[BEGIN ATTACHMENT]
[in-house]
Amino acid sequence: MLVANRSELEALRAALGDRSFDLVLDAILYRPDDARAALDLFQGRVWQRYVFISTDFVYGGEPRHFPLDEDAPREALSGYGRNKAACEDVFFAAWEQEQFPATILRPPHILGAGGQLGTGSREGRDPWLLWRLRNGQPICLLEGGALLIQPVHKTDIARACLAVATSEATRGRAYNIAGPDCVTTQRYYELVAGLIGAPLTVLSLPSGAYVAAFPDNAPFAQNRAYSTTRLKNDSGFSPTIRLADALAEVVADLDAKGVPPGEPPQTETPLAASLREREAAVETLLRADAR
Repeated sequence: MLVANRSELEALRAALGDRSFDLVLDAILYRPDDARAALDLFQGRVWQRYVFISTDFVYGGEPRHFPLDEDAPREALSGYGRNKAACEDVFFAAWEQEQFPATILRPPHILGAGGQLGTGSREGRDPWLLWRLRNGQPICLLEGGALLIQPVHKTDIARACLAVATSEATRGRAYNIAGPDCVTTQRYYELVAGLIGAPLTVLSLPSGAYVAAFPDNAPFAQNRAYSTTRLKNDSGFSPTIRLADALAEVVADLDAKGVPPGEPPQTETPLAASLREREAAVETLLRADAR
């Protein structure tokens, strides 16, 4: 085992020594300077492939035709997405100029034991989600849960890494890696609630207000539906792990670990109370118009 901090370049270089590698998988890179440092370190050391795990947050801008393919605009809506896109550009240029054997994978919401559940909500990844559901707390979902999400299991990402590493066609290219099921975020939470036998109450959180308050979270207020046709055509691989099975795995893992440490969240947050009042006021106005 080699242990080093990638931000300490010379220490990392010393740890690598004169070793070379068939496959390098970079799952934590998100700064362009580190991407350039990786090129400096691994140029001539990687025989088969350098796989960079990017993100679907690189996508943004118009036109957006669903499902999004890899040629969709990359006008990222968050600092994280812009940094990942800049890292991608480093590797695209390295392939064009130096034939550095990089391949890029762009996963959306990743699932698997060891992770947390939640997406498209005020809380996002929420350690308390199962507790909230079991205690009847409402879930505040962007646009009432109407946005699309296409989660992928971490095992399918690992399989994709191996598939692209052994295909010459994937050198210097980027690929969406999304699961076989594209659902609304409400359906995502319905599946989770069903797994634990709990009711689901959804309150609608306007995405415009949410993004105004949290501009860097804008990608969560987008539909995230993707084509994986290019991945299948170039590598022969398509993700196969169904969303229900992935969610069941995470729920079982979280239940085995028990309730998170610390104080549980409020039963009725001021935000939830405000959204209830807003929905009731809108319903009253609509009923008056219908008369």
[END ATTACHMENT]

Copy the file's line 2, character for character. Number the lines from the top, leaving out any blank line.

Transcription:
Amino acid sequence: MLVANRSELEALRAALGDRSFDLVLDAILYRPDDARAALDLFQGRVWQRYVFISTDFVYGGEPRHFPLDEDAPREALSGYGRNKAACEDVFFAAWEQEQFPATILRPPHILGAGGQLGTGSREGRDPWLLWRLRNGQPICLLEGGALLIQPVHKTDIARACLAVATSEATRGRAYNIAGPDCVTTQRYYELVAGLIGAPLTVLSLPSGAYVAAFPDNAPFAQNRAYSTTRLKNDSGFSPTIRLADALAEVVADLDAKGVPPGEPPQTETPLAASLREREAAVETLLRADAR